The Danube river basin fulfils a wide variety of functions: The Danube is not only a waterway and energy source, but also a recreational area and natural habitat. It is important to bring these different uses into harmony with each other. Targeted solutions are needed that include all dimensions of use as far as possible.
The Action Programme Danube 2030 (APD 2030) continues the efforts of its predecessor programmes to deal with the topics of "navigation" and "ecology" - with partly overlapping, partly contradictory interests - in an integrative approach. Making navigation environmentally compatible and sustainable and strengthening its position in the overall transport system is just as much an integral part of the programme as safeguarding and improving the habitat on the Danube, March and Thaya.
The predecessor programmes the National Action Plan Danube Navigation and Action Programme for the Danube 2022 were in force from 2007-2015 and from 2015-2022.
In spring 2022, the contents of the Action Programme Danube 2030 were developed and discussed together with relevant stakeholders and representatives of the corporate bodies, passenger and cargo shipping, nature conservation organisations and research institutions.
The APD 2030 pursues strategic objectives on navigation as well as on ecology, as far as it is in the scope of the Federal Ministry for Climate Action, Environment, Energy, Mobility, Innovation and Technology (BMK).
However, the Danube must also be addressed beyond Austria's borders as an European river basin and transport corridor. The BMK also assumes this responsibility and plays a fundamental role in shaping transnational and European initiatives.
Climate Change & Sustainability
Climate change is not only a global development, it also directly impacts the regional water cycle. There is a high potential for increased low water periods, which poses a challenge for the river habitat as well as for the continuity and economic usability of the Danube as a waterway.
The APD 2030 therefore attempts to shape the necessary use of resources in such way that both the interests of cargo and passenger shipping are adequately represented and the preservation of the natural regenerative capacity of the ecosystems involved is guaranteed. The 17 United Nations Sustainable Development Goals (SDGs), among others, serve as a guide
The decline in biodiversity has accelerated in recent decades due to human activities such as intensive land use, pollution, hydromorphological changes (e.g. regulations), but also due to climate change. Especially on the Danube and its tributaries, the draining of old and side arms, bank straightening, flood protection measures and the construction of hydraulic structures (especially river power plants) have played a major role in decreasing biodiversity through habitat loss and barrier effects. For example, according to a UN report from 2019, around 40% of freshwater fish in Europe are threatened with extinction.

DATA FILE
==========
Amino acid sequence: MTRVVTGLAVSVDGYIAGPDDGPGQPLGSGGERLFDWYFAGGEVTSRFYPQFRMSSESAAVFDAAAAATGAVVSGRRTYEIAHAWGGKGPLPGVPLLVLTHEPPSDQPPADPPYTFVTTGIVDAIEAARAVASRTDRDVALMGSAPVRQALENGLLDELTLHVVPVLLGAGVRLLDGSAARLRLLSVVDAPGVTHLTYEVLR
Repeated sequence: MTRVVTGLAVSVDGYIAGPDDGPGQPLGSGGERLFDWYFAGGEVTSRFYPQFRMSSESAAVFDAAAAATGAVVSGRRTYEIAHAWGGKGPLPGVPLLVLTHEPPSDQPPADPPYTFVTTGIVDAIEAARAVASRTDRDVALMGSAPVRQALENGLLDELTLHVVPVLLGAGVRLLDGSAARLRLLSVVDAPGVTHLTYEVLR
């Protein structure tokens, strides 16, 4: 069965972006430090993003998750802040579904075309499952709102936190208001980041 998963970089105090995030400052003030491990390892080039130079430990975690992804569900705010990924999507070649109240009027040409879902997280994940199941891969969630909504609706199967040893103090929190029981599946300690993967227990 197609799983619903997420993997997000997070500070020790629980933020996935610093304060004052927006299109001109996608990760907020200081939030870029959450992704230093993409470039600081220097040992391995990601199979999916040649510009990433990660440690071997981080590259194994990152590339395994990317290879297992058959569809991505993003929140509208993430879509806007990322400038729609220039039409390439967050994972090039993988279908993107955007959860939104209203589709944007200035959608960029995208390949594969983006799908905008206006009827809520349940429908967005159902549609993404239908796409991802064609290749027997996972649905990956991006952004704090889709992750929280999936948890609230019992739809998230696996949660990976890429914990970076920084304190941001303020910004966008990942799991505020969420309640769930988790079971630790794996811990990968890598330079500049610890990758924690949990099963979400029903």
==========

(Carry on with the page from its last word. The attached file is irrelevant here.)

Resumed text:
Austria's contributions to achieving the EU Biodiversity Targets 2030 are set out in the new Biodiversity Strategy Austria 2030. Within the framework of its activities, the APD 2030 will also make an important contribution in the future to counteracting the loss of biodiversity on the Danube, March and Thaya and restoring destroyed ecosystems.
In the transport sector, technological innovations such as remote monitoring of infrastructure facilities, dynamic and adaptive adjustment of so far rigid hydraulic structures, alternative and fossil-free fuels, as well as the associated new engine technologies or seamless multimodality will have a significant influence on the sustainable competitiveness of Danube navigation in the medium term.
Additionally, in areas with purely ecological objectives, such as innovative methods in river monitoring, further developments should be drivers for a future-oriented and sustainable river basin. The BMK endeavours to provide space for innovations and to promote and support them in the new APD 2030.
Digitisation is an issue, that has gained importance on the waterways in recent years. For the BMK, the focus in the context of digitisation is not only on the expansion of River Information Services (RIS), the digitisation of ship documents, the electronic waterway management system and the remote monitoring of floating fairway markers (buoys), but also on safety around and during the locking process. In the field of ecology, too, successive digitisation of data and their embedding in centrally usable data management systems can bring benefits that may be useful in climate change research or in the collection of smaller-scale ecological data (e.g. species inventories).
Globalisation & Regionalisation
Both waterway management and the renaturation of water bodies only develop their full effect when the entire system - across regional, national and international boundaries - is taken into account.
While globalisation is a logical and continuous megatrend for a transnational river like the Danube, regionalisation became increasingly important especially in the course of the Covid19 pandemic and in view of the challenges of climate change and the effects of the war in Ukraine.
The dependence on global supply chains needs to be reconsidered. As a crisis-proof mode of transport, inland navigation can make a significant contribution to this security of supply, but at the same time it needs to become more resilient and adaptable in order to be able to react to rapidly changing framework conditions.
The Danube region is also becoming increasingly important as a leisure and recreational area. Therefore, it is also necessary to take a closer look at the regional recreational possibilities on and along the Danube and to address different interest groups.